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Ethiopia overview

Ethiopia: FX liquidity challenges persist 

GDP growth: reforms needed 
We increase our 2017/18 and 2018/19 GDP growth estimates to 8.5% y/y and 9.0% y/y respectively. GDP growth expanded by 10.9% y/y in 2016/17, way above our expectation of 7.3% y/y, as the industrial sector rebounded sharply, counterbalancing the impacts of the drought on agricultural production and political anxiety on business confidence. Despite the NBE’s restrictive monetary policy, increased public investments should support future GDP growth. While growth is threatened by a lack of FX liquidity, the new prime minister should ease tribal-based anti-government protests. 

Balance of payments: export growth could take longer to recover 
We expect the C/A deficit to narrow to 8.5% of GDP in 2018 and thereafter decline to 7.4% of GDP at the end of 2019. A reduced import burden associated with lower drought-related imports and a constraining fiscal policy stance, resulted in net imports declining by 5.9% y/y in 2016/17. Indeed, this trend should continue over the coming year. Despite the decline in net imports, export earnings have also been relatively subdued over the past 3-y. A lack of FX could disrupt the supply chain, hindering exports. While the C/A deficit could narrow gradually over the coming years, it will probably remain above 7.0% of GDP at the end of 2019. Despite this relatively large deficit, the government is likely to continue financing it through FDI, which would also include privatisation receipts. We see FX reserves rising marginally, to USD3.2bn (equivalent to 2.4 months of import cover) as at December 2018.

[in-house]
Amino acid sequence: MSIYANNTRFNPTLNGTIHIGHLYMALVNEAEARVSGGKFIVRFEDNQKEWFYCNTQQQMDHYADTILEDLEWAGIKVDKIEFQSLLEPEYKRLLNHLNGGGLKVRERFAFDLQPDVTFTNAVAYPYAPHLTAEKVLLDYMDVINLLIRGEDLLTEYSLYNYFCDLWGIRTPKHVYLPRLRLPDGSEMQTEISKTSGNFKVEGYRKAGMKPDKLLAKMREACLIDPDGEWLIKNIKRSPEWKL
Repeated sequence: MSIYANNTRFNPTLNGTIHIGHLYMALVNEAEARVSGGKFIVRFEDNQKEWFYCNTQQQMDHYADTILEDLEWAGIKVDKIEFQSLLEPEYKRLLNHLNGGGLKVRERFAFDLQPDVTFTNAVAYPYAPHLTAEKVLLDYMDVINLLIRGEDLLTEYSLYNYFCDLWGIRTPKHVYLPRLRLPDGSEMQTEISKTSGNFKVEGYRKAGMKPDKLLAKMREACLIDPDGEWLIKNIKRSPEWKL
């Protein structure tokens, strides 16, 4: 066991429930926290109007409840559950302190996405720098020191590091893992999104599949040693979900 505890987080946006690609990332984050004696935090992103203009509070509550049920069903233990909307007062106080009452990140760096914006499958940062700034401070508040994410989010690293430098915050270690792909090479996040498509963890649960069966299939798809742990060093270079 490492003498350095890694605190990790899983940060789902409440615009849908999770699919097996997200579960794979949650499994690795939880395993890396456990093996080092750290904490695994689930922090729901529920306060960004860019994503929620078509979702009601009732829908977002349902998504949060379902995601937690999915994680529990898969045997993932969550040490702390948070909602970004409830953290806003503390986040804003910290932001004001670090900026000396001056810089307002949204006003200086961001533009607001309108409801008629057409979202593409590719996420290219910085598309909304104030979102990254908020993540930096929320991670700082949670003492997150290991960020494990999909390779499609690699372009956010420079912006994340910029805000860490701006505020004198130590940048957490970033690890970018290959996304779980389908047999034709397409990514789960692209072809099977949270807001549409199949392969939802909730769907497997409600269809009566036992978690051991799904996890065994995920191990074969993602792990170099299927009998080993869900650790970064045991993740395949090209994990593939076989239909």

Monetary policy: sticky inflation 
The MPC should keep its tighter monetary policy stance over the coming year. Headline inflation remained elevated but eased to 13.7% y/y in April 2018, from 15.6% y/y in February 2018, due mainly to a decline in the growth of the food sub-index which subsided to 16.1% y/y from 20.9% y/y during the period. We see headline inflation in low double digits until Q4:18, with the most notable risk to our outlook still perhaps hinging on food inflation developments. Non-food inflation increased to 10.8% y/y in April 2018, from 8.4% y/y in January, probably on second-round effects of the ETB devaluation in October 2017. 

FX outlook: not expecting another sharp devaluation 
We see the USD/ETB trading at around 29.1 levels by the end of 2018. Following the 15% snap devaluation of the ETB in October 2017 by the NBE, the local unit has been broadly stable. While the devaluation was intended to foster export competitiveness and diversification, FX rationing and capital controls work against this. If the authorities continue to monetise the fiscal deficit, upside pressure on USD/ETB could arise, but we don’t expect devaluation of a similar magnitude to that of October 2017.



95.1 million

Nominal GDP

USD76.4 billion

Real GDP growth




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